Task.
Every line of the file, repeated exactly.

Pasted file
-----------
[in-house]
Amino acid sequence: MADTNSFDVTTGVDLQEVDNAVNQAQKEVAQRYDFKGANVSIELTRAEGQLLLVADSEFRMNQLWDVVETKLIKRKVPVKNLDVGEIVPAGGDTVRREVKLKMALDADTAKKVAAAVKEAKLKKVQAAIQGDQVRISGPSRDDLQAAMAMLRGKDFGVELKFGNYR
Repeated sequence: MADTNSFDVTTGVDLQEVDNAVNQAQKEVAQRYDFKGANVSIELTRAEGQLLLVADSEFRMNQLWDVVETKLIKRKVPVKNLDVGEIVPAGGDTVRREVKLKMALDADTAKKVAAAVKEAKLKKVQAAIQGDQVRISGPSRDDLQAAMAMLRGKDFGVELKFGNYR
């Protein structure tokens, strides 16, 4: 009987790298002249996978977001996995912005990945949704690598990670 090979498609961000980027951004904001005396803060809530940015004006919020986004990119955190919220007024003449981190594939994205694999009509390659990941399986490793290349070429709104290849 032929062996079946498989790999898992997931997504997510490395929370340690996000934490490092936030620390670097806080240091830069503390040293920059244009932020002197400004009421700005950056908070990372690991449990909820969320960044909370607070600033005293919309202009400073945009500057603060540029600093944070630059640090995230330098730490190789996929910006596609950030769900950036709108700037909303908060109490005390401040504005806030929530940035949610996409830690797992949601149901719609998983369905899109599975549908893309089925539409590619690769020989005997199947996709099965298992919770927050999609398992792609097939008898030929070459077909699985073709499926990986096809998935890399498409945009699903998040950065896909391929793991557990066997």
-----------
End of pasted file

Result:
[in-house]
Amino acid sequence: MADTNSFDVTTGVDLQEVDNAVNQAQKEVAQRYDFKGANVSIELTRAEGQLLLVADSEFRMNQLWDVVETKLIKRKVPVKNLDVGEIVPAGGDTVRREVKLKMALDADTAKKVAAAVKEAKLKKVQAAIQGDQVRISGPSRDDLQAAMAMLRGKDFGVELKFGNYR
Repeated sequence: MADTNSFDVTTGVDLQEVDNAVNQAQKEVAQRYDFKGANVSIELTRAEGQLLLVADSEFRMNQLWDVVETKLIKRKVPVKNLDVGEIVPAGGDTVRREVKLKMALDADTAKKVAAAVKEAKLKKVQAAIQGDQVRISGPSRDDLQAAMAMLRGKDFGVELKFGNYR
């Protein structure tokens, strides 16, 4: 009987790298002249996978977001996995912005990945949704690598990670 090979498609961000980027951004904001005396803060809530940015004006919020986004990119955190919220007024003449981190594939994205694999009509390659990941399986490793290349070429709104290849 032929062996079946498989790999898992997931997504997510490395929370340690996000934490490092936030620390670097806080240091830069503390040293920059244009932020002197400004009421700005950056908070990372690991449990909820969320960044909370607070600033005293919309202009400073945009500057603060540029600093944070630059640090995230330098730490190789996929910006596609950030769900950036709108700037909303908060109490005390401040504005806030929530940035949610996409830690797992949601149901719609998983369905899109599975549908893309089925539409590619690769020989005997199947996709099965298992919770927050999609398992792609097939008898030929070459077909699985073709499926990986096809998935890399498409945009699903998040950065896909391929793991557990066997």